Back in March, the Oregon House of Representatives voted (unanimously, 59-0) to remove “faith healing” exemptions from the law.
That meant if parents decided not to take their sick child to a doctor because they wanted to pray for the child’s health instead — and the child died as a result — the parents could not cite their faith as a reason to escape from jail time. The “We’re not killers! We’re just religious!” defense would no longer hold up in court.
The Senate voted 25-5 to approve the measure. It was drafted largely in response to the 2008 deaths of children among members of the Followers of Christ Church in Oregon City, who rely on spiritual treatments instead of medical care.
Under the measure, prosecutors can seek first-degree manslaughter or murder charges against parents whose children died because they were treated solely with faith.
Minimum penalties for certain cases considered murders would go from 120 to 300 months in prison and cost an additional $21.88 per day for a temporary prison bed, according to the fiscal impact report.
This won’t bring back Neil Beagley, whose parents let him die of “an inflammation of his urethra because they figured a god would cure him,” or Ava Worthington, the 15-month-old whose parents let her die from the flu while they prayed around her and refused to take her to a doctor. This won’t heal the eye of Alayna May Wyland, whose parents prayed instead of treating her hemangioma, possibly causing her to lose her vision.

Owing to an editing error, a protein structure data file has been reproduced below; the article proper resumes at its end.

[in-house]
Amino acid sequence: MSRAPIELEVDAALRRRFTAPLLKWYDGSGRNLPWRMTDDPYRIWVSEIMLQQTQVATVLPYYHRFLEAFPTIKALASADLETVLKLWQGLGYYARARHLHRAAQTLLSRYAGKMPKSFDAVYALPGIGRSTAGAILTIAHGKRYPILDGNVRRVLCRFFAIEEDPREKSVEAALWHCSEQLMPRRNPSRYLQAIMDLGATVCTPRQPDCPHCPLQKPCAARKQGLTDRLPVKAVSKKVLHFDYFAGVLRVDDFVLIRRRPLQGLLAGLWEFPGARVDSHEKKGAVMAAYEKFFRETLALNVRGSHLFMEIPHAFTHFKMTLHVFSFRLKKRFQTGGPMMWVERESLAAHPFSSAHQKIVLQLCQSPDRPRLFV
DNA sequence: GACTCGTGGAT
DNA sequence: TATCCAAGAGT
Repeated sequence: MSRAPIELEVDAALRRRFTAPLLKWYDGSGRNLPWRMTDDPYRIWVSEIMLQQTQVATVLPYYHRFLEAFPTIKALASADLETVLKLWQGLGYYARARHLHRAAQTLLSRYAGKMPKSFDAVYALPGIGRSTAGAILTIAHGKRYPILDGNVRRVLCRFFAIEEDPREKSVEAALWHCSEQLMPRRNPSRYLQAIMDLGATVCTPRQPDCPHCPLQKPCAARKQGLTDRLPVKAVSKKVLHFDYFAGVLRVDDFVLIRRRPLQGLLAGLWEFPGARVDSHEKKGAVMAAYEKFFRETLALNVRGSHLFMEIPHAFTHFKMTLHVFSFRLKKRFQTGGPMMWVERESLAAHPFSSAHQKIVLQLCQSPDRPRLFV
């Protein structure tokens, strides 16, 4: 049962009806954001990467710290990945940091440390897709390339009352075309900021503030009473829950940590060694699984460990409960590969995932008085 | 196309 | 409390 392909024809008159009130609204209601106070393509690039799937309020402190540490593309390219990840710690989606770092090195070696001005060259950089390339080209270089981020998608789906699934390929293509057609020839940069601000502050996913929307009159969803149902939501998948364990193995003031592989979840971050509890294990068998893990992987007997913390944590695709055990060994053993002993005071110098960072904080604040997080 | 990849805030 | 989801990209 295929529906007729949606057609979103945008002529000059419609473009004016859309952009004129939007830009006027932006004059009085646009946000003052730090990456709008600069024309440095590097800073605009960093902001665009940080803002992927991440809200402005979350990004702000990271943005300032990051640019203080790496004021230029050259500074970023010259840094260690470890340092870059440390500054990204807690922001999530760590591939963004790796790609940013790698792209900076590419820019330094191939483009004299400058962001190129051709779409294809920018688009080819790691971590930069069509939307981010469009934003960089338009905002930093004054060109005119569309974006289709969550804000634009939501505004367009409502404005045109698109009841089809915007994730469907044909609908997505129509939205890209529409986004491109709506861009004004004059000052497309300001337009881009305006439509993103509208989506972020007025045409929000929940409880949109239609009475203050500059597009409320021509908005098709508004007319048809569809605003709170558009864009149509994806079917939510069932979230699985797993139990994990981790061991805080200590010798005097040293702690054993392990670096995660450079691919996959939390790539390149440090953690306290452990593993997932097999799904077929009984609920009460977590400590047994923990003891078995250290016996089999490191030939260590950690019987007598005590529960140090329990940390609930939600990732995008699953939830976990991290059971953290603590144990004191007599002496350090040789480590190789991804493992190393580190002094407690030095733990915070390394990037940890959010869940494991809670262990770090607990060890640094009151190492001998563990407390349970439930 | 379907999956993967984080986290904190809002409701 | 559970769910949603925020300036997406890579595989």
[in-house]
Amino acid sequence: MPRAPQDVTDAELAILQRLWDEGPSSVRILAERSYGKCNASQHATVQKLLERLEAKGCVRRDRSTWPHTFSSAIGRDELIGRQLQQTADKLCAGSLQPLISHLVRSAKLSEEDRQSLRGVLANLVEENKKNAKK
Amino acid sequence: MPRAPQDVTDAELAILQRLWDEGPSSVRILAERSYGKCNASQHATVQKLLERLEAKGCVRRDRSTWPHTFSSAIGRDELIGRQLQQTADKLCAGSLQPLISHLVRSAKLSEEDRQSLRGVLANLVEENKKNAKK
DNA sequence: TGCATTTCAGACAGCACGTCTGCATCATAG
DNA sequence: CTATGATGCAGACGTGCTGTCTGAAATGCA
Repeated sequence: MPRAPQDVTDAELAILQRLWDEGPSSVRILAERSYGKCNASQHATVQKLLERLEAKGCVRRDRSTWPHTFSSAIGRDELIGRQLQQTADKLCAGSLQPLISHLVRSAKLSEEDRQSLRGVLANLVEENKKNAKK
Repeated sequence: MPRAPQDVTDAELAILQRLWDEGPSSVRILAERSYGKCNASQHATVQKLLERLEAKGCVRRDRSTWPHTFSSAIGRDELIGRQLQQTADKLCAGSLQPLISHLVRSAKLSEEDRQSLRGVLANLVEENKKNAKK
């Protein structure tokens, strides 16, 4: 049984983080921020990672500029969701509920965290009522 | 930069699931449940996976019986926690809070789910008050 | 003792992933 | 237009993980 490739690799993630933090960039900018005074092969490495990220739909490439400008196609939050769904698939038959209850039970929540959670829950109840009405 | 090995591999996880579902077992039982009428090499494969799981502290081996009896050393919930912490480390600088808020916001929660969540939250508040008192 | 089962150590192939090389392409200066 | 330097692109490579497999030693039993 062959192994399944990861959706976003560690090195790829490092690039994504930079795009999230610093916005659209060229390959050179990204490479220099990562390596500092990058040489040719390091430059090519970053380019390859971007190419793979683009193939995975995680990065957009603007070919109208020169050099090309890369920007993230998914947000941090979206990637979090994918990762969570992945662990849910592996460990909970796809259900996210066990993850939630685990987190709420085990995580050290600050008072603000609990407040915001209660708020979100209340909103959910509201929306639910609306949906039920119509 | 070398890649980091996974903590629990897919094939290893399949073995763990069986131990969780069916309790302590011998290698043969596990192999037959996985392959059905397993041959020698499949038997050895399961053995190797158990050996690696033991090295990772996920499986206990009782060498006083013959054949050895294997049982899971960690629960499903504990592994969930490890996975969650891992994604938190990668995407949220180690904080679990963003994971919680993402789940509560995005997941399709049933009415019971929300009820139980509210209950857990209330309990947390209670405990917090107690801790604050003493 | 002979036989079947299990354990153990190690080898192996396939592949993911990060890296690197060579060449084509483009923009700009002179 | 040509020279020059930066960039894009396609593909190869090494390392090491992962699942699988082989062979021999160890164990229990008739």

But at least their suffering won’t have been in vain.
The Senate added one provision to the bill (PDF):
This 2011 Act being necessary for the immediate preservation of the public peace, health and safety, an emergency is declared to exist, and this 2011 Act takes effect on its passage.
In English: The bill will now go back to the House. If the changes are approved, the new law will go into effect immediately.
(Thanks to Sean for the link!)
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